# Subset of $\mathbb{R}^n$ homeomorphic to $\mathbb{R}^n$

Let $X$ be a subset of $\mathbb{R^n}$. The topology on $X$ is induced by the topology of $\mathbb{R^n}$. If there is an homeomorphism from $X$ onto $\mathbb{R}^n$, is it true that $X$ is open in $\mathbb{R}^n$ ? I think yes, but how can it be shown? (of course, $X$ is open in $X$).

If $x \in X$, $H_{n-1}(\mathbb{R}^n-\{f(x)\})= \mathbb{Z}$ so $H_{n-1}(X-\{x\})= \mathbb{Z}$, but I don't know how to continue.

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Yes, this is a special case of Brouwer's theorem of invariance of domain.

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Is not the open half plane homeomorphic to the entire space? –  leo Oct 6 '12 at 15:03
@leo: What does that have to do with anything? –  Chris Eagle Oct 6 '12 at 16:06
For example in $\Bbb R^2$ let $X=\{(x,y):y\gt 0\}$. If $X$ is homeomorphic to $\Bbb R^2$ ($X$ with the relative topology), then that's an example of a $X$ homeomorphic to $\Bbb R^2$ that is not an open ball. –  leo Oct 6 '12 at 17:02
@leo: At the risk of repeating myself: so what? What does that have to do with anything? –  Chris Eagle Oct 6 '12 at 17:05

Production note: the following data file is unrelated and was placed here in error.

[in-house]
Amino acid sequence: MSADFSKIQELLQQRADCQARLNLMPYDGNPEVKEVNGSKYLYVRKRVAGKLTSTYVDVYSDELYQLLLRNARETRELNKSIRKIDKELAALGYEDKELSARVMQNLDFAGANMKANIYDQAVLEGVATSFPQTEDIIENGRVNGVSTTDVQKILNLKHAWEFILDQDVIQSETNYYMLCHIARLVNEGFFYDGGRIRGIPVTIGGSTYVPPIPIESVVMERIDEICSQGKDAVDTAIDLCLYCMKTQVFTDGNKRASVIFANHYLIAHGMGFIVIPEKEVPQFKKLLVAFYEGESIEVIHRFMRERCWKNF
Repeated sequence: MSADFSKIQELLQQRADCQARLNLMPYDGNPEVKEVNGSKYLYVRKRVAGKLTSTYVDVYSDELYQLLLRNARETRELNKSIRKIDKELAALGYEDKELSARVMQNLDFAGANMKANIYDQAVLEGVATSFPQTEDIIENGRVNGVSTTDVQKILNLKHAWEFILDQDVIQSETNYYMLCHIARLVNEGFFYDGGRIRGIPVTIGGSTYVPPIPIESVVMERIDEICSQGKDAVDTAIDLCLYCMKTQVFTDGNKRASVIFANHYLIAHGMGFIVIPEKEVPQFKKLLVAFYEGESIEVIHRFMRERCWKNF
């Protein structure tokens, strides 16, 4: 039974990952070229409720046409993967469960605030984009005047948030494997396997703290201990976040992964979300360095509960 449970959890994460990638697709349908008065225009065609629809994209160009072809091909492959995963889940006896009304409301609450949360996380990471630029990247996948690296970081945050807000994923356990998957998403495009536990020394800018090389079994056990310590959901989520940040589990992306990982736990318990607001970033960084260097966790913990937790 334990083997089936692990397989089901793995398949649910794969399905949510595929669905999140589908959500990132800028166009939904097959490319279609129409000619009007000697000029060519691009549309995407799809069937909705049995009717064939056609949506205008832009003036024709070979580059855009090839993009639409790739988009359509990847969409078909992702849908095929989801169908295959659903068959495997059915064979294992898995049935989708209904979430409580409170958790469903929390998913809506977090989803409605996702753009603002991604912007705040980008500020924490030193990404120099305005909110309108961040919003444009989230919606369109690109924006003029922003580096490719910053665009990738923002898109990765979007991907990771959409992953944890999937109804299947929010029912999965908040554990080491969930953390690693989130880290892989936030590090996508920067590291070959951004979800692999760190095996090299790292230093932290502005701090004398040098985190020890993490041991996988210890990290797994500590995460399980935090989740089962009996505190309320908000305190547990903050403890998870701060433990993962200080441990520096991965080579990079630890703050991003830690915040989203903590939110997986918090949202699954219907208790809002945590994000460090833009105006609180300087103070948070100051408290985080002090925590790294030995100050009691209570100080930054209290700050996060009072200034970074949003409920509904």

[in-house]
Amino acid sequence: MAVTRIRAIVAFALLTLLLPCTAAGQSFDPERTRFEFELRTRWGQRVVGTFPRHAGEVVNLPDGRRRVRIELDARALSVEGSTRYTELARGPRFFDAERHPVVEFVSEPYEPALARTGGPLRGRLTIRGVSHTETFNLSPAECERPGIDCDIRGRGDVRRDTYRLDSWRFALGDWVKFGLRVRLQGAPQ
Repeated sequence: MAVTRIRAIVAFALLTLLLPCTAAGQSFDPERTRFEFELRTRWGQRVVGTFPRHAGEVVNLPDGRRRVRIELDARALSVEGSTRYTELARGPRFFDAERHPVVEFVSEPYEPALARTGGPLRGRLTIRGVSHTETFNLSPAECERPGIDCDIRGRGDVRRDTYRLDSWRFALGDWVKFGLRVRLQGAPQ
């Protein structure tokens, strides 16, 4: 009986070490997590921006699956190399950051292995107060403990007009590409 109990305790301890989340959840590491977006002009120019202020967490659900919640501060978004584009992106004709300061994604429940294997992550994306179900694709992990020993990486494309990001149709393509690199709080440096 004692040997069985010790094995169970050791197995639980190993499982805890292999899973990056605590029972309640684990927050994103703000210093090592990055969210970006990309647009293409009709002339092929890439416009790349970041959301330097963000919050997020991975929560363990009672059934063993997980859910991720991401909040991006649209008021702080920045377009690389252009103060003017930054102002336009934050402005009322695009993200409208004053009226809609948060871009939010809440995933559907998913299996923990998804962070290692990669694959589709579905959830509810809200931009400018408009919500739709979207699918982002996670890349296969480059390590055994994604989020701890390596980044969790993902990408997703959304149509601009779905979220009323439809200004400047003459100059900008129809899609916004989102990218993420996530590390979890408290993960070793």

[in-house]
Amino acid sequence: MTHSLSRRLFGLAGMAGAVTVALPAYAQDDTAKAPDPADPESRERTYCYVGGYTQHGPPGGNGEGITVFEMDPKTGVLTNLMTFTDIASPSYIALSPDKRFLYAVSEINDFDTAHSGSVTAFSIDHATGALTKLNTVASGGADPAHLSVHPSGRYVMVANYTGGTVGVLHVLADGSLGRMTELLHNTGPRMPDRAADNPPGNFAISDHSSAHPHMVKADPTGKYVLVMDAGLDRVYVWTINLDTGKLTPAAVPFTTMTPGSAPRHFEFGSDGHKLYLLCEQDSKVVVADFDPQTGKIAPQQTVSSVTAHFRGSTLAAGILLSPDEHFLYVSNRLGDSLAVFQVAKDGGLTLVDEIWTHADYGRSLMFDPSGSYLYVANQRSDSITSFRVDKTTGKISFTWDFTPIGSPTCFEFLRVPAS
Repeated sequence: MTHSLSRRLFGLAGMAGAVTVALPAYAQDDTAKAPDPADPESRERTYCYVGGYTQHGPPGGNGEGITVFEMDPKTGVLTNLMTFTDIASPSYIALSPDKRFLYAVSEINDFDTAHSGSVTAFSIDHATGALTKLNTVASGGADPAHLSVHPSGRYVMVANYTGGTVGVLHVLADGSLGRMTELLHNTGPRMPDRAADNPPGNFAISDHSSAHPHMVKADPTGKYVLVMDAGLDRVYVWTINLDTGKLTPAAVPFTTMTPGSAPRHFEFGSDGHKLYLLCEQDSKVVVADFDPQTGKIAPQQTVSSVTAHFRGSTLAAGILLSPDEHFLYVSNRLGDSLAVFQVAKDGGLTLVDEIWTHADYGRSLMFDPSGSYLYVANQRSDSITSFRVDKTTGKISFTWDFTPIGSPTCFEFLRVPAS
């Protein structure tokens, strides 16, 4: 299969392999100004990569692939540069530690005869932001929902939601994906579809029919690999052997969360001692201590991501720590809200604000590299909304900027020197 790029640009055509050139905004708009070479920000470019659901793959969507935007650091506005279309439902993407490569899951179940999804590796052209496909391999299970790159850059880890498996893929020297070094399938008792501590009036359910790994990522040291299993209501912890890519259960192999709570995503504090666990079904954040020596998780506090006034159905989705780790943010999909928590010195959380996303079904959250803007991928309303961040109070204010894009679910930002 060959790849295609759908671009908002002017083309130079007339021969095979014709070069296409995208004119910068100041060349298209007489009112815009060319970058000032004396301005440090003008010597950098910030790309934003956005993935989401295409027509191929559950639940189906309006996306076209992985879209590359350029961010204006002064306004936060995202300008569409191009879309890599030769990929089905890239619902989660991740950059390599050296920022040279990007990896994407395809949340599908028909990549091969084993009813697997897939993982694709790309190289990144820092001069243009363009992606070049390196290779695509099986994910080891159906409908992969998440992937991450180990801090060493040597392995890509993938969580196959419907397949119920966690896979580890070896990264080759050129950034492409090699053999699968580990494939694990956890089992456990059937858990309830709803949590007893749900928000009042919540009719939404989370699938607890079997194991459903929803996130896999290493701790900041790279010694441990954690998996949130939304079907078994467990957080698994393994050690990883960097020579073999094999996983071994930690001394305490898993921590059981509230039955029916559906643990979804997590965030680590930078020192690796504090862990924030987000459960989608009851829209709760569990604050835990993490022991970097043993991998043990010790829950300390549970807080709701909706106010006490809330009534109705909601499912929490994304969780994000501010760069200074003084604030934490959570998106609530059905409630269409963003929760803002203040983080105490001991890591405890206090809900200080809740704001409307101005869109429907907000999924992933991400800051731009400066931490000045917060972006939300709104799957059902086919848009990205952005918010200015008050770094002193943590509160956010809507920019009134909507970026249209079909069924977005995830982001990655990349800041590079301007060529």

If I understand correctly the OP is asking for how to prove: if $X\subseteq\Bbb R^n$ with the induced topology is homeomorphic to $\Bbb R^n$ then $X$ is a ball. What I'm trying to say is: is the open half plane a counterexample? –  leo Oct 6 '12 at 17:18

Suppose $X$ is not open in $\mathbb{R}^{n}$. Then you can find a point in $p\in X$ such that $$B(p,\epsilon)\cap X^{C}\neq \emptyset,\ \forall \epsilon>0$$

where $B(p,\epsilon)$ is the open ball with center $p$ and radius $\epsilon$. Let $f:X\rightarrow\mathbb{R}^{n}$ be the homeomorphism. Choose $q\in\mathbb{R}^{n}$ such that $f^{-1}(q)=p$. Take $\delta>0$ and consider the set $f^{-1}(B(q,\delta))$.

By the invariance theorem (pointed out by Chris Eagle) $f^{-1}(B(q,\delta))$ is a open set such that $p\in f^{-1}(B(q,\delta))$. But this is an absurd because as we saw, there is some $\epsilon>0$ such that $B(p,\epsilon)\subset f^{-1}(B(q,\delta))$ and $B(p,\epsilon)\cap X^{C}\neq \emptyset$

Hence $X$ is open in $\mathbb{R}^{n}$.

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